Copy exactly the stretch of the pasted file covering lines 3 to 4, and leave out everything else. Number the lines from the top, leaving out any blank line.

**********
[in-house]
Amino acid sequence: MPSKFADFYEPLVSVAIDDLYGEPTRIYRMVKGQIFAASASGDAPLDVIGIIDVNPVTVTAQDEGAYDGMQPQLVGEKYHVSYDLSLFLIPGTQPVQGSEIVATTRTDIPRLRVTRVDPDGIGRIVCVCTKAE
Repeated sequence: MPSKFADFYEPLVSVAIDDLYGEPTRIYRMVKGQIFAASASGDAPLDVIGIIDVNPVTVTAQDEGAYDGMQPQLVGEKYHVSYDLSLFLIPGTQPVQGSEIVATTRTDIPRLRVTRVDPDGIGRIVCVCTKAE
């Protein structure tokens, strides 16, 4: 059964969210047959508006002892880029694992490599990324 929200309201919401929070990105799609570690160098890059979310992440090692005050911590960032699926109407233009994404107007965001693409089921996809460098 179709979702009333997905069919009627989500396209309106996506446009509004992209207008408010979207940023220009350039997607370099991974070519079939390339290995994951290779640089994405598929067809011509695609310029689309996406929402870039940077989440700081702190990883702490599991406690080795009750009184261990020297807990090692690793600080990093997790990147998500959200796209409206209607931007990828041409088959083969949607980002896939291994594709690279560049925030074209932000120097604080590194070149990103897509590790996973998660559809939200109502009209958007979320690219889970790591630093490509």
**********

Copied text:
Repeated sequence: MPSKFADFYEPLVSVAIDDLYGEPTRIYRMVKGQIFAASASGDAPLDVIGIIDVNPVTVTAQDEGAYDGMQPQLVGEKYHVSYDLSLFLIPGTQPVQGSEIVATTRTDIPRLRVTRVDPDGIGRIVCVCTKAE
């Protein structure tokens, strides 16, 4: 059964969210047959508006002892880029694992490599990324 929200309201919401929070990105799609570690160098890059979310992440090692005050911590960032699926109407233009994404107007965001693409089921996809460098 179709979702009333997905069919009627989500396209309106996506446009509004992209207008408010979207940023220009350039997607370099991974070519079939390339290995994951290779640089994405598929067809011509695609310029689309996406929402870039940077989440700081702190990883702490599991406690080795009750009184261990020297807990090692690793600080990093997790990147998500959200796209409206209607931007990828041409088959083969949607980002896939291994594709690279560049925030074209932000120097604080590194070149990103897509590790996973998660559809939200109502009209958007979320690219889970790591630093490509």